When Did Sports Betting Become Legal in Vegas?

The legal side of sports betting in Vegas is pretty interesting to follow. It seems like every year since the inception of sports betting, there has been some sort of amendment to the Nevada Gaming Control Act to specifically allow for either football, basketball, or baseball betting. It was initially only legal to bet on horse races, but that line was eventually blurred away with the rise of the modern day sports book. Now that baseball, basketball, and football are fully embraced as legitimate sports in the Vegas valley, it’s only a matter of time before the full legalization of all sporting events.

A Brief History Of Sports Betting In Vegas

Back in 1963, Nevada legalized sports betting. At that time it was only legal to bet on horse races. It wasn’t until the late 1960s that other sports began to emerge as legitimate bets for bettors in Nevada. That is thanks to the combined efforts of the state’s top racing officials and bookmakers. They sought to promote the sports of football, basketball, and baseball and create a level playing field for competition. It was during this time that Las Vegas bookmaker Jack O’Shea started offering betting on a variety of sports including football, basketball, and baseball. It wasn’t long before Nevada casinos started getting into the act as well, offering bets on other professional sports like the NFL and NBA. In 1968, Nevada legalized wagering on all college sports and the next year, all amateur sports. Since then, all sports have been fully legalized in Nevada and the industry has grown exponentially. In 2018, Nevada had a $13.7 billion economic impact from sports and leisure related activities.

Why Are Legislators Keeping Score On This One?

In early 2018, the Nevada Gaming Control Board released the results of a study that examined the economic impact of legalizing betting on all sports in the state. According to the study, legalizing sports betting would bring in $400 million in additional state revenues during the first year alone. That figure would jump to $1.3 billion per year once sports betting is fully implemented.

As with any new industry, there is a desire to keep track of how many people are involved with illegal activity. The Nevada Gaming Control Board conducted an audit of the state’s lotteries and bookmakers to gauge the extent of illegal activity and report it along with the rest of their findings. The audit found 9.9% of the state’s wagering pools weren’t legitimate, which the Gaming Board believes is largely thanks to collusion between sports bookmakers and lotteries. It is still unclear as to what extent collusion between sports bookmakers and lotteries exists, but the audit did find a higher than expected level of collusion in the state’s sports betting industry. In 2018, the auditors were unable to obtain a total of $3.7 million in illegal wagers from the three bookmakers they audited. That is a 35% decrease from the previous year and they attribute this to the fact that the bookmakers have “adopted practices or technologies that enable them to restrict the types of bets made and the individuals to whom they will allow the bets to be made”. The Gaming Control Board stands by their findings and recommends that the state legislature pass legislation to legalize sports betting for “amateur and professional sports as it is considered a risk to place illegal wagers at casinos”.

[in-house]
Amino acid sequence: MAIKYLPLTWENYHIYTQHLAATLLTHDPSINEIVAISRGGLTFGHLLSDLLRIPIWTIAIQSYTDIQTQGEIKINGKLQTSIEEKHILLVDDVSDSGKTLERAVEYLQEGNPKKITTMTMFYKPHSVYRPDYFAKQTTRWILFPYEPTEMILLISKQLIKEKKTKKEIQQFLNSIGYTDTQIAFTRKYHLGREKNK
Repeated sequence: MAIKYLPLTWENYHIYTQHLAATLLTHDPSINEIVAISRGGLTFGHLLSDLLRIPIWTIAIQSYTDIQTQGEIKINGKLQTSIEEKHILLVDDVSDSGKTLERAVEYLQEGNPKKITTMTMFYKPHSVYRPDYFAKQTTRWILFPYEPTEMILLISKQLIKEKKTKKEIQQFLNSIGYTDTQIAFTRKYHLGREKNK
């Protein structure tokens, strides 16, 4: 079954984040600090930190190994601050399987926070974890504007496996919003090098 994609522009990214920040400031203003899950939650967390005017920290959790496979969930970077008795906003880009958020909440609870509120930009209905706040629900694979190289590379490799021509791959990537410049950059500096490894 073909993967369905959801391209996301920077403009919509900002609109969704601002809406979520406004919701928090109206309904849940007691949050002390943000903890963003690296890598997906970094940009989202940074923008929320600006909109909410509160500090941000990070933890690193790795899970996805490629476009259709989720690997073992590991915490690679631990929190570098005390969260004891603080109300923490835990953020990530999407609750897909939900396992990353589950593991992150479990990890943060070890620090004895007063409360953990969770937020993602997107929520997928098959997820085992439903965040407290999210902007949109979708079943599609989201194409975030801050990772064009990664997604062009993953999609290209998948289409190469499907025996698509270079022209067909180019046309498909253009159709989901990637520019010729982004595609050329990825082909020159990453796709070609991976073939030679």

When it comes to legislation, there are often a variety of different motives that drive the state’s lawmakers. Sometimes it is a desire to encourage an economic activity in their state, while at other times it is a way to keep an eye on what is going on at the grassroots level regarding their industry. In the case of sports betting in Nevada, it seems that they want to keep track of what is going on at the top level as well so that they can ensure that the integrity of the game remains intact for the fans.

The Rise Of The Sports Book

One of the biggest changes that has happened in the sports betting world is the rise of the ‘books’. Prior to the late 1990s, all sports betting took place at the ‘track’ or ‘book’ and there were actually more than 30 different tracks in the city. Since then, most sports betting has taken place online, which has essentially made books obsolete. The handful of active tracks still in existence are still going strong and are frequently visited by people traveling from all over the world, but the sports betting world has changed.

Future Of Sports Betting In Vegas

It’ll be interesting to see what happens next regarding sports betting in Vegas. The state’s economy could certainly use the boost that comes with legalized sports betting and the Board is recommending that the state legislature pass a bill to that effect. However, the odds of Vegas being able to keep their fully legalized status is certainly against them. With so much competition from other gambling areas, it isn’t hard to imagine that sports betting will eventually become just another thing that Vegas has to offer.